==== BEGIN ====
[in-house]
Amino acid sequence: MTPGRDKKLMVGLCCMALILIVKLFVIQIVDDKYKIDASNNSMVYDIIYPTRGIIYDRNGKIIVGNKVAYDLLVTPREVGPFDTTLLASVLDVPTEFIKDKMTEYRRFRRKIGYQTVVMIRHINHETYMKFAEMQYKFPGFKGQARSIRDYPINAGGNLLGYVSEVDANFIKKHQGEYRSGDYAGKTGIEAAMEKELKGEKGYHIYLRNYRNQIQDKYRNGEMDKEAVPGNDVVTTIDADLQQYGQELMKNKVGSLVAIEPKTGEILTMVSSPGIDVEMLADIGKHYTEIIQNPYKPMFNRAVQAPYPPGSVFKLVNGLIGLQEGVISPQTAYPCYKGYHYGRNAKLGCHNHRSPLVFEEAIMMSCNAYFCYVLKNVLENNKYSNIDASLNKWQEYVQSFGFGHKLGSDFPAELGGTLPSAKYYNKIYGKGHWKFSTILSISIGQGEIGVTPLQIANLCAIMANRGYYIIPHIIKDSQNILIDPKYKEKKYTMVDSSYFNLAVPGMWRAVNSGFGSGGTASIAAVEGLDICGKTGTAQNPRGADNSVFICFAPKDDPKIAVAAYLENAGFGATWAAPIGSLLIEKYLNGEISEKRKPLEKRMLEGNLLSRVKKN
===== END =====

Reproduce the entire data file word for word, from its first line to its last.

[in-house]
Amino acid sequence: MTPGRDKKLMVGLCCMALILIVKLFVIQIVDDKYKIDASNNSMVYDIIYPTRGIIYDRNGKIIVGNKVAYDLLVTPREVGPFDTTLLASVLDVPTEFIKDKMTEYRRFRRKIGYQTVVMIRHINHETYMKFAEMQYKFPGFKGQARSIRDYPINAGGNLLGYVSEVDANFIKKHQGEYRSGDYAGKTGIEAAMEKELKGEKGYHIYLRNYRNQIQDKYRNGEMDKEAVPGNDVVTTIDADLQQYGQELMKNKVGSLVAIEPKTGEILTMVSSPGIDVEMLADIGKHYTEIIQNPYKPMFNRAVQAPYPPGSVFKLVNGLIGLQEGVISPQTAYPCYKGYHYGRNAKLGCHNHRSPLVFEEAIMMSCNAYFCYVLKNVLENNKYSNIDASLNKWQEYVQSFGFGHKLGSDFPAELGGTLPSAKYYNKIYGKGHWKFSTILSISIGQGEIGVTPLQIANLCAIMANRGYYIIPHIIKDSQNILIDPKYKEKKYTMVDSSYFNLAVPGMWRAVNSGFGSGGTASIAAVEGLDICGKTGTAQNPRGADNSVFICFAPKDDPKIAVAAYLENAGFGATWAAPIGSLLIEKYLNGEISEKRKPLEKRMLEGNLLSRVKKN